The reported levels could be "just the tip of the iceberg," as most of the chemicals are still migrating down slowly through the soil, according to Bo Guo, University of Arizona assistant professor of hydrology and atmospheric sciences.
Nearly 3,000 synthetic chemicals belong to the PFAS class. They have been used since the 1940s in food packaging, water-resistant fabrics, non-stick products, pizza boxes, paints, firefighting foams and more, according to the Environmental Protection Agency.
The chemicals don’t break down in the environment, nor in the body, and a growing number of research papers have shown that PFAS contamination in water sources is widespread in the United States and that exposure is harmful to health.
"Because PFAS are in a lot of consumer and industrial products, they can get into wastewater. Treatment plants are not designed to treat these compounds, so these chemicals just stay in that water to get reused. It’s sprayed on soccer fields or used to recharge aquifers, for example," said Mark Brusseau, professor of environmental science. "PFAS can also get into the biosolids, which are land-applied as fertilizer, so there are all these sources, which means they could have entered the environment at many different time periods and repeatedly."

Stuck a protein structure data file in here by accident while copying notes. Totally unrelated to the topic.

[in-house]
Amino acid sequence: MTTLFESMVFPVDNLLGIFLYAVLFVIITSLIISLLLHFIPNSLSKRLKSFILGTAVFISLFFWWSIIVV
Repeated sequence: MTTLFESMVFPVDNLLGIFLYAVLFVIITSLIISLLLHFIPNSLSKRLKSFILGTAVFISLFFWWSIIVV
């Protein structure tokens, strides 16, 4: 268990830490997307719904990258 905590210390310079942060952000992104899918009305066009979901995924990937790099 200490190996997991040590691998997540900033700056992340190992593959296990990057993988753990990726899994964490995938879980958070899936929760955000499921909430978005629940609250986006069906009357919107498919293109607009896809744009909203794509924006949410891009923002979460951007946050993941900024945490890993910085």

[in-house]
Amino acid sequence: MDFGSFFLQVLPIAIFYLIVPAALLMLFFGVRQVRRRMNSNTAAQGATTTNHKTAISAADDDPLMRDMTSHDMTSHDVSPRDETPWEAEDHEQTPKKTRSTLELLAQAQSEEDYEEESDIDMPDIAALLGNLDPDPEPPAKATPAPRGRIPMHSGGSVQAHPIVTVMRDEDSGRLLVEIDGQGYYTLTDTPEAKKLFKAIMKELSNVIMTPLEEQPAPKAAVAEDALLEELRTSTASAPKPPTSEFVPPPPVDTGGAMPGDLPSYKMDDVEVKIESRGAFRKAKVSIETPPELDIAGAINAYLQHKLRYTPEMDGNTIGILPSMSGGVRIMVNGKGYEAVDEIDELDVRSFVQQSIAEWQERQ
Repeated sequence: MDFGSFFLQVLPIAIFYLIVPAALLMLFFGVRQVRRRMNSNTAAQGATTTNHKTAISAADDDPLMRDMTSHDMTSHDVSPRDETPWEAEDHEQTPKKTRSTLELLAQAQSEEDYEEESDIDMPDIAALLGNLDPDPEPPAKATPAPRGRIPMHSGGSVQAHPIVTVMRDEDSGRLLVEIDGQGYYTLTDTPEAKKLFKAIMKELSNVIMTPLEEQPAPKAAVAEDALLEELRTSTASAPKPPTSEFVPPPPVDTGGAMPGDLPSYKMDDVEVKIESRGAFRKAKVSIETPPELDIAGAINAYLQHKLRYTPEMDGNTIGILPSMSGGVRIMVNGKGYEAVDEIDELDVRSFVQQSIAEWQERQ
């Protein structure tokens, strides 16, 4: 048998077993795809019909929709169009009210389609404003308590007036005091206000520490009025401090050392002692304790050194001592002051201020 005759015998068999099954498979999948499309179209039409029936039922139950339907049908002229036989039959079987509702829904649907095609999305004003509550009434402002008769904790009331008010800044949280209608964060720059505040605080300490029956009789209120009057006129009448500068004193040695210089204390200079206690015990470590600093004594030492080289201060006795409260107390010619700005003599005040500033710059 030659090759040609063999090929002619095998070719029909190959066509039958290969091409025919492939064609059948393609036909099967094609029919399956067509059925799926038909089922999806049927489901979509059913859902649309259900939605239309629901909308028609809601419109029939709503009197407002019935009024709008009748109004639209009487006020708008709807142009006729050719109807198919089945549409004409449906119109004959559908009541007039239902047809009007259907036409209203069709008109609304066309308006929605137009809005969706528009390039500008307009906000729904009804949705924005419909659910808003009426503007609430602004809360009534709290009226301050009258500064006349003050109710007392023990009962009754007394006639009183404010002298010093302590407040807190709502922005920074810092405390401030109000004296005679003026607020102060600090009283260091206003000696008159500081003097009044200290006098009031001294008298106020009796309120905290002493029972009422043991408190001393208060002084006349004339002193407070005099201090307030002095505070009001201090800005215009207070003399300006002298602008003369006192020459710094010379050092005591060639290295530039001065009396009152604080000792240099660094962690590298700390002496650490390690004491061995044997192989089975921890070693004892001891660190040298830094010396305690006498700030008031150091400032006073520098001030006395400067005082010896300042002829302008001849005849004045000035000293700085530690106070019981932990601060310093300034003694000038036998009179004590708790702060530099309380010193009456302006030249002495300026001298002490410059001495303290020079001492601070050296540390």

To understand how the chemicals migrate through the soil between the land surface and groundwater – an area called the vadose zone – University of Arizona researchers developed a novel mathematical model to simulate the different complex processes that affect the transport and retention of these chemicals.
Their findings are published in the journal Water Resources Research.
Their model showed that the majority of PFAS chemicals accumulate in places where air contacts the surface of water trapped in the soil, which significantly slows the chemicals’ downward march to groundwater. The researchers found that the chemicals will move even more slowly than expected through coarse-grain soils than fine-grain soils.